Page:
It was over before it had begun. I knew that unless the dog was from Baskerville, it was inevitable – like I said, how does anyone visit the pound and come away empty-handed. I rounded the logic wagons…cost, lifestyle, vet bills, impact on our cats and readied the reliable and solid “there-is-no-way-we-can-keep-her” defence.

Then I met her. A pretty little Shih Tzu-Pekingese cross, with a tiny under-bite and a pleasing demeanour: energetic, but not dominant, and a cutie. I liked her. But the real test was yet to come – the cats.

Now I wish I could say that Floyd and Stella welcomed her with open paws and started grooming her like she was a long-lost sibling; that they rolled about play-fighting and frolicking and sharing toys. But I can’t. The cats are pissed – one of them even overnight-expressed a nice log cabin on our living room rug. No love there. Not for the dog, not for us.  I was disarmed. I needed to figure this out, so I looked for advice from the most authoritative source I know.

Google.  Dear Google, How do you keep your cats from shitting on the carpet when you bring a new dog into the house?

A quick check of the web and the consensus from The Authority was that unless they have already drawn major blood, chances are they will co-exist and figure out the rules

The Uneasy Truce

The Uneasy Truce

themselves. Sort of like marriage, I guess …

Anyways, with the hook set, and calls coming into the Humane Society about adopting a small dog, it was only a matter of time before I was reeled in.  Just to feel in charge, I created an analytical checklist of pros versus cons – really only a subjective list of wishy-washy feel-goods versus cold hard facts like money and lifestyle (overall, not a very helpful exercise – it was like comparing freshly baked cookies to toilet plungers). There was only one conclusion: I’m not sure. But all I know is that I am committed, and my wife is smitten.

Like I said …Game, Set, Match.

So pending the results of the personality testing, criminal record check, vet check, credit check, household inspection, pet compatibility testing, canine CPR class etcetera {kidding)  – we now wait to officially become owners of a five year-old Shih Tzu – rebranded as ours with the name Lola.

I am hoping that this now completes the animal adoption run – I feel I should buy a set of  those electro-static decals for the back of my car. Nah…can’t do it.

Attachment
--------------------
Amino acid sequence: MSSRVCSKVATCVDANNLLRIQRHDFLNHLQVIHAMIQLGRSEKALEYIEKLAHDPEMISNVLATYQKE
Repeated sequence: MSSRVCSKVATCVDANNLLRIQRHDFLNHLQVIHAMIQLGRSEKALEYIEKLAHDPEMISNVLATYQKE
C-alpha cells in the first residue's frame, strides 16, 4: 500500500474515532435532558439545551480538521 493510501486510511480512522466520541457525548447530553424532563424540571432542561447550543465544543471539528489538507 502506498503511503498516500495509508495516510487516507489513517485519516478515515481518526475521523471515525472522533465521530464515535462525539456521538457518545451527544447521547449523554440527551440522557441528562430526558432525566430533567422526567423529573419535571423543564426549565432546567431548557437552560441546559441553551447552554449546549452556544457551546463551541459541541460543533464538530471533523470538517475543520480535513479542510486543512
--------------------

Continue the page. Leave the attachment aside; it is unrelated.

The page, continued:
Anyhow, I’m heading out the door now – the dog’s nature calls. Can’t forget my little plastic bag…



Have fun Daddios! It’s your day!

2011 - Northwood UK

2011 – Northwood UK

Last year I wrote about my Dad and tried to explain how much he meant to me and what a great example he set for his children. A year later, nothing has changed; he may be a bit greyer, and slower, and definitely more obstinate about using his hearing aids, but he is still the same good-natured fellow he has been for years.  He and Mom are off on a wee English holiday, so I have been spared the need to write him a card, or buy him lunch.  Too bad, because treating him to a meal is an easy choice – he’s a frugal, simple kind of guy (so I come by it naturally – the simple part, not the frugal bit), so I know Swiss Chalet would have cut it.  I wonder at what age I’ll start craving the Chalet Chicken and dipping sauce.

On the way to Boston - 2008

On the way to Boston – 2008

And my kids are away this weekend.  My eldest is in Ottawa with friends, and my youngest fighting with the stomach virus that is making the rounds – at our house at least.  He is at his mom’s, because sometimes, no matter how good your dad is,  you just need your mommy no matter how old you are. And my lovely wife is now dealing with that stomach flu…it should pass soon I believe – And hopefully not to me…

And it is raining…so there is no golf – if I was so inclined. Balancing the yin is the yang of not having to do any gardening or mowing. More importantly, there is no sitting on a sunny patio sipping a Hoegardens or Heffe-Weizen, which is more of what I would be inclined to do.

So instead of being fêted, or fête-ing, I have a day to introspect and to reminisce. I am doing the next best thing to being with my loved ones – I am writing a few things down.